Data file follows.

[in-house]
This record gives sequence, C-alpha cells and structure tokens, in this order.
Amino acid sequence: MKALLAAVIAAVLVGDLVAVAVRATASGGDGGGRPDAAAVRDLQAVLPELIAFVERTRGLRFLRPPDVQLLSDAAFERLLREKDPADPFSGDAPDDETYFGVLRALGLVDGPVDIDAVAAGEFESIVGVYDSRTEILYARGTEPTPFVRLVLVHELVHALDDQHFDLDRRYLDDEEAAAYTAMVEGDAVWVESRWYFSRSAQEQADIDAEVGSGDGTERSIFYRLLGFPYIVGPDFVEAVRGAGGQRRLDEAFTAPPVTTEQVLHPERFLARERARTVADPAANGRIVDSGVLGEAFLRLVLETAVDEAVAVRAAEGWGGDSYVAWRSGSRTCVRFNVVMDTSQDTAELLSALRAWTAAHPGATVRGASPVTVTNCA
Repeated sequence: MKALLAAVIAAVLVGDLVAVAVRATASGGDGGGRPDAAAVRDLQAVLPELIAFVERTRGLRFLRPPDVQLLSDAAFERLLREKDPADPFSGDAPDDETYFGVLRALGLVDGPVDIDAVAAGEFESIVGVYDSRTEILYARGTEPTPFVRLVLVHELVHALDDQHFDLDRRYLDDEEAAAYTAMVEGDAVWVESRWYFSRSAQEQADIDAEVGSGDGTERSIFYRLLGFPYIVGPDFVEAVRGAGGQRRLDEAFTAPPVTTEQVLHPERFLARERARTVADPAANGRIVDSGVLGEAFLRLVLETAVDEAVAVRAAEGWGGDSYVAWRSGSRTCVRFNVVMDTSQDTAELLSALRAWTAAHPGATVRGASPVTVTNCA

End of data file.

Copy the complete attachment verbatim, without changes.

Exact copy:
[in-house]
This record gives sequence, C-alpha cells and structure tokens, in this order.
Amino acid sequence: MKALLAAVIAAVLVGDLVAVAVRATASGGDGGGRPDAAAVRDLQAVLPELIAFVERTRGLRFLRPPDVQLLSDAAFERLLREKDPADPFSGDAPDDETYFGVLRALGLVDGPVDIDAVAAGEFESIVGVYDSRTEILYARGTEPTPFVRLVLVHELVHALDDQHFDLDRRYLDDEEAAAYTAMVEGDAVWVESRWYFSRSAQEQADIDAEVGSGDGTERSIFYRLLGFPYIVGPDFVEAVRGAGGQRRLDEAFTAPPVTTEQVLHPERFLARERARTVADPAANGRIVDSGVLGEAFLRLVLETAVDEAVAVRAAEGWGGDSYVAWRSGSRTCVRFNVVMDTSQDTAELLSALRAWTAAHPGATVRGASPVTVTNCA
Repeated sequence: MKALLAAVIAAVLVGDLVAVAVRATASGGDGGGRPDAAAVRDLQAVLPELIAFVERTRGLRFLRPPDVQLLSDAAFERLLREKDPADPFSGDAPDDETYFGVLRALGLVDGPVDIDAVAAGEFESIVGVYDSRTEILYARGTEPTPFVRLVLVHELVHALDDQHFDLDRRYLDDEEAAAYTAMVEGDAVWVESRWYFSRSAQEQADIDAEVGSGDGTERSIFYRLLGFPYIVGPDFVEAVRGAGGQRRLDEAFTAPPVTTEQVLHPERFLARERARTVADPAANGRIVDSGVLGEAFLRLVLETAVDEAVAVRAAEGWGGDSYVAWRSGSRTCVRFNVVMDTSQDTAELLSALRAWTAAHPGATVRGASPVTVTNCA